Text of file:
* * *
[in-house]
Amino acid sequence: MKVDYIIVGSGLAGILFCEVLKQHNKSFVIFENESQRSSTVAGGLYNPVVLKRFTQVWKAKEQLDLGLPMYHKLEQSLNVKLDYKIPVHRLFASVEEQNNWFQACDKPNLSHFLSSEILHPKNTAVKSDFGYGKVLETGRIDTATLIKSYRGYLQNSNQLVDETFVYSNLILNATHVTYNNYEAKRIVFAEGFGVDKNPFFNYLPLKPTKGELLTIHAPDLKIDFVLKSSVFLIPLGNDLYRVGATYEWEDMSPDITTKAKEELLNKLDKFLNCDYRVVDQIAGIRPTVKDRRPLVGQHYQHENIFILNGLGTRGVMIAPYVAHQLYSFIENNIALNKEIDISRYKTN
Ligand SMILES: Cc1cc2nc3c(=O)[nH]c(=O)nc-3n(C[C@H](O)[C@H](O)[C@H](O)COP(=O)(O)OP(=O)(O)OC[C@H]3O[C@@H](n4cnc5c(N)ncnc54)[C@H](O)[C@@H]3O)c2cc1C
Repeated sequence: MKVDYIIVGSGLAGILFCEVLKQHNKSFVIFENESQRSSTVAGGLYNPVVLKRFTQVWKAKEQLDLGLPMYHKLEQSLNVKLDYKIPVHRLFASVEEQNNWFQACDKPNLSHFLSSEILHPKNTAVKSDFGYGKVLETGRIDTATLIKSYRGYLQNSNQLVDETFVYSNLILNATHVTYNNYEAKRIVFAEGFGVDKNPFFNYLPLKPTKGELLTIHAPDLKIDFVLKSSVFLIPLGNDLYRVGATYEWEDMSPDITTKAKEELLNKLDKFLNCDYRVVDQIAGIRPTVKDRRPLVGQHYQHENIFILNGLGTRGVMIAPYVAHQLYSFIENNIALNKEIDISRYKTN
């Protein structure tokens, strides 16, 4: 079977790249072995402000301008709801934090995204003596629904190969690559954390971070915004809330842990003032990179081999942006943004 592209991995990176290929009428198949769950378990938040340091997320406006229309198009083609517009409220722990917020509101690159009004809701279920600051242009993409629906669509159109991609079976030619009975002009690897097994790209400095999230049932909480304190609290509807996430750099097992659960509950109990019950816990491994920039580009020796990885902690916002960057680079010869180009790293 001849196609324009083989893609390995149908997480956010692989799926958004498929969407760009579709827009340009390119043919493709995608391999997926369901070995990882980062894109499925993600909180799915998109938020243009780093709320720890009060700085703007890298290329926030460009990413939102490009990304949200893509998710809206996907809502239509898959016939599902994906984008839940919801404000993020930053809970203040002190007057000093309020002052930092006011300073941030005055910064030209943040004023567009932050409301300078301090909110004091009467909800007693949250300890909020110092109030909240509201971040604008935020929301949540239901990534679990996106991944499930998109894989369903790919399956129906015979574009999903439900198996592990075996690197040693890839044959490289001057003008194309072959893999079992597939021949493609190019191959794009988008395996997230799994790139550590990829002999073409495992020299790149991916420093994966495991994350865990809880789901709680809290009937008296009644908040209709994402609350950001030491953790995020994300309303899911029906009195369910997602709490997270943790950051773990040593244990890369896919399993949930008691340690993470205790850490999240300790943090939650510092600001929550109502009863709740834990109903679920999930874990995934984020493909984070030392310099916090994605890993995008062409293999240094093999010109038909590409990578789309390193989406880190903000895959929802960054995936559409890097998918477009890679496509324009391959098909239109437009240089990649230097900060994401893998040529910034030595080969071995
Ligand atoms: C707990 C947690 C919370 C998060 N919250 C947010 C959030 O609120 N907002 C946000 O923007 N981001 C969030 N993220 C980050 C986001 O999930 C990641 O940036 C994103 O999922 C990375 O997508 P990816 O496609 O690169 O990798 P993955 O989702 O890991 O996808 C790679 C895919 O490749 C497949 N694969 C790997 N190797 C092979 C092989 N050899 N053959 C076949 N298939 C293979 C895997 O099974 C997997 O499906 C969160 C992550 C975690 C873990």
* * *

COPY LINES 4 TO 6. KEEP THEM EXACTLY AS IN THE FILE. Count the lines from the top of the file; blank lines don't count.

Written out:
Repeated sequence: MKVDYIIVGSGLAGILFCEVLKQHNKSFVIFENESQRSSTVAGGLYNPVVLKRFTQVWKAKEQLDLGLPMYHKLEQSLNVKLDYKIPVHRLFASVEEQNNWFQACDKPNLSHFLSSEILHPKNTAVKSDFGYGKVLETGRIDTATLIKSYRGYLQNSNQLVDETFVYSNLILNATHVTYNNYEAKRIVFAEGFGVDKNPFFNYLPLKPTKGELLTIHAPDLKIDFVLKSSVFLIPLGNDLYRVGATYEWEDMSPDITTKAKEELLNKLDKFLNCDYRVVDQIAGIRPTVKDRRPLVGQHYQHENIFILNGLGTRGVMIAPYVAHQLYSFIENNIALNKEIDISRYKTN
């Protein structure tokens, strides 16, 4: 079977790249072995402000301008709801934090995204003596629904190969690559954390971070915004809330842990003032990179081999942006943004 592209991995990176290929009428198949769950378990938040340091997320406006229309198009083609517009409220722990917020509101690159009004809701279920600051242009993409629906669509159109991609079976030619009975002009690897097994790209400095999230049932909480304190609290509807996430750099097992659960509950109990019950816990491994920039580009020796990885902690916002960057680079010869180009790293 001849196609324009083989893609390995149908997480956010692989799926958004498929969407760009579709827009340009390119043919493709995608391999997926369901070995990882980062894109499925993600909180799915998109938020243009780093709320720890009060700085703007890298290329926030460009990413939102490009990304949200893509998710809206996907809502239509898959016939599902994906984008839940919801404000993020930053809970203040002190007057000093309020002052930092006011300073941030005055910064030209943040004023567009932050409301300078301090909110004091009467909800007693949250300890909020110092109030909240509201971040604008935020929301949540239901990534679990996106991944499930998109894989369903790919399956129906015979574009999903439900198996592990075996690197040693890839044959490289001057003008194309072959893999079992597939021949493609190019191959794009988008395996997230799994790139550590990829002999073409495992020299790149991916420093994966495991994350865990809880789901709680809290009937008296009644908040209709994402609350950001030491953790995020994300309303899911029906009195369910997602709490997270943790950051773990040593244990890369896919399993949930008691340690993470205790850490999240300790943090939650510092600001929550109502009863709740834990109903679920999930874990995934984020493909984070030392310099916090994605890993995008062409293999240094093999010109038909590409990578789309390193989406880190903000895959929802960054995936559409890097998918477009890679496509324009391959098909239109437009240089990649230097900060994401893998040529910034030595080969071995
Ligand atoms: C707990 C947690 C919370 C998060 N919250 C947010 C959030 O609120 N907002 C946000 O923007 N981001 C969030 N993220 C980050 C986001 O999930 C990641 O940036 C994103 O999922 C990375 O997508 P990816 O496609 O690169 O990798 P993955 O989702 O890991 O996808 C790679 C895919 O490749 C497949 N694969 C790997 N190797 C092979 C092989 N050899 N053959 C076949 N298939 C293979 C895997 O099974 C997997 O499906 C969160 C992550 C975690 C873990």